This mission lofted the 1,600-pound, French-built ROCSAT 2 spacecraft that becomes Taiwan's second Earth-observing satellite.

ROCSAT 2 undergoes pre-launch activities. Credit: NSPO
Once maneuvered into its operational orbit 550 miles above the planet, ROCSAT 2 will will snap pictures for environmental monitoring and use an onboard instrument to study upper atmospheric lightning, called red sprites.

"The land images could be used to monitor the environment and resources throughout Taiwan, the offshore remote islands, Taiwan Strait and its surrounding ocean," according to the Taiwanese space agency.

Uses of the ROCSAT 2 imagery include agriculture projections of crop yields, land usage studies for economic growth, detecting oil spills off the Taiwanese shore and environmental research. Observations following natural disasters is another role the satellite will fulfill.

"Taiwan has frequently endured natural disasters caused by typhoons during summer and fall. In the aftermath, Taiwan crucially needs timely remote sensing data for damage assessment," the program says.

"The satellite images will be very valuable for assessing damages, possibly within one day if weather allows. The extent and condition of flood-submerged crop fields can be appraised. The extent of mud slides and the structural integrity of hillsides can be assessed as well."

An artist's concept shows ROCSAT 2 orbiting Earth. Credit: NSPO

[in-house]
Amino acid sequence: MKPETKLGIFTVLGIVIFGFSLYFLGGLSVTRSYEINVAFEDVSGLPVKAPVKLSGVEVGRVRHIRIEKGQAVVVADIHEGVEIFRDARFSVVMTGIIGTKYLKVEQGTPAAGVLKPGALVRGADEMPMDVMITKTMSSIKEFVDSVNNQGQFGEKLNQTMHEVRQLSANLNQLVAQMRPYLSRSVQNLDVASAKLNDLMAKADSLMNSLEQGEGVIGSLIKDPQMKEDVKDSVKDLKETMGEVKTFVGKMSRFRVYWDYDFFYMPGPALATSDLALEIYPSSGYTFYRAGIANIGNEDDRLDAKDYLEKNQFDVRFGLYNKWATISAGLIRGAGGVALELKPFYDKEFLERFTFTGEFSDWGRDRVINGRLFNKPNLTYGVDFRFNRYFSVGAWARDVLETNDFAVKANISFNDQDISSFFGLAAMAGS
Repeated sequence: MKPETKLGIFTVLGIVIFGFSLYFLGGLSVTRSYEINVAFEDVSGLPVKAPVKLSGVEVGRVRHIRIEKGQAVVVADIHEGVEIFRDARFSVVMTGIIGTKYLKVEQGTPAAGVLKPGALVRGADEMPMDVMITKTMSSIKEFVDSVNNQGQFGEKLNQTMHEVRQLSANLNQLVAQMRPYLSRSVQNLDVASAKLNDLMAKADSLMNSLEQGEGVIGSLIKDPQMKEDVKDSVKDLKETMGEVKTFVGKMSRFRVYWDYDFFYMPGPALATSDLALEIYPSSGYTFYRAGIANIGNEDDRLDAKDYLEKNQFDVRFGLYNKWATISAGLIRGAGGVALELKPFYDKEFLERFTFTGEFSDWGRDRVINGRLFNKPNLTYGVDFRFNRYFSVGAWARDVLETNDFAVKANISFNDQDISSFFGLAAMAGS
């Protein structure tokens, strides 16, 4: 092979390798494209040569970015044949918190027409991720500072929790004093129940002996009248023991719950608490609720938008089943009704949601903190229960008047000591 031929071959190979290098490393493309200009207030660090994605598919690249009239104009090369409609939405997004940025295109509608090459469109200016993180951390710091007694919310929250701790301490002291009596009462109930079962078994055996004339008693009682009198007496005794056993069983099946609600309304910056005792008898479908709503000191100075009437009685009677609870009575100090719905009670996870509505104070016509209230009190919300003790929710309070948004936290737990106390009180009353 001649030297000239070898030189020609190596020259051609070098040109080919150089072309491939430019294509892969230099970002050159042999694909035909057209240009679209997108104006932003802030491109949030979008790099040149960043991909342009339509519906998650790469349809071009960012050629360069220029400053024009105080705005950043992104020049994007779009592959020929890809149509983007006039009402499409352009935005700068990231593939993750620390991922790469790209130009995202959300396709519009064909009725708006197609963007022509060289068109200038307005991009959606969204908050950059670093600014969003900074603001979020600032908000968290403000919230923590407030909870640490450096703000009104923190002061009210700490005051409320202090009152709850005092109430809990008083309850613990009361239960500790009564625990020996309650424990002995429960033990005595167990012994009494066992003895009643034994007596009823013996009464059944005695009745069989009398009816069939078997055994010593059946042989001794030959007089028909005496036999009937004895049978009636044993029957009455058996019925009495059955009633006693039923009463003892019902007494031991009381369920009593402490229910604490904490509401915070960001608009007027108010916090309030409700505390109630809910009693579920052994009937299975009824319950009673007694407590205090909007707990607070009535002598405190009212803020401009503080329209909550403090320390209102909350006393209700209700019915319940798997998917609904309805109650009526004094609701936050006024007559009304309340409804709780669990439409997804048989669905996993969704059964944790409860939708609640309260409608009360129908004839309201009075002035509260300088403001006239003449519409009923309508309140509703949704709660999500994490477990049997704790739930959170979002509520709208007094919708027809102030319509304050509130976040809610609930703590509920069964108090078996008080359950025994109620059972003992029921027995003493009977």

The lightning investigation aims to gather clues about electrodynamic relationship between thunderclouds and the upper atmosphere. ROCSAT 2 is expected to determine the location, time and characteristics "red sprite" lightning events.

The satellite has a five-year life expectancy.

For Taurus, the rocket's future launch schedule is sparse. Two launches for NASA are scheduled in August and December 2007 from Vandenberg carrying the Orbiting Carbon Observatory and GLORY satellites.

With three years until the next firm mission, Orbital is hoping to snare additional business.

"There absolutely are other opportunities out there," Wrobel said.

The company played host to potential customers during this latest Taurus flight.

"We actually have a number of other people that are up watching this mission just to see how it goes. We've had some other folks that have come by and watched some of the final processing that we did just to see from their perspective how it would flow into what their requirements might be.

"There's definitely people looking."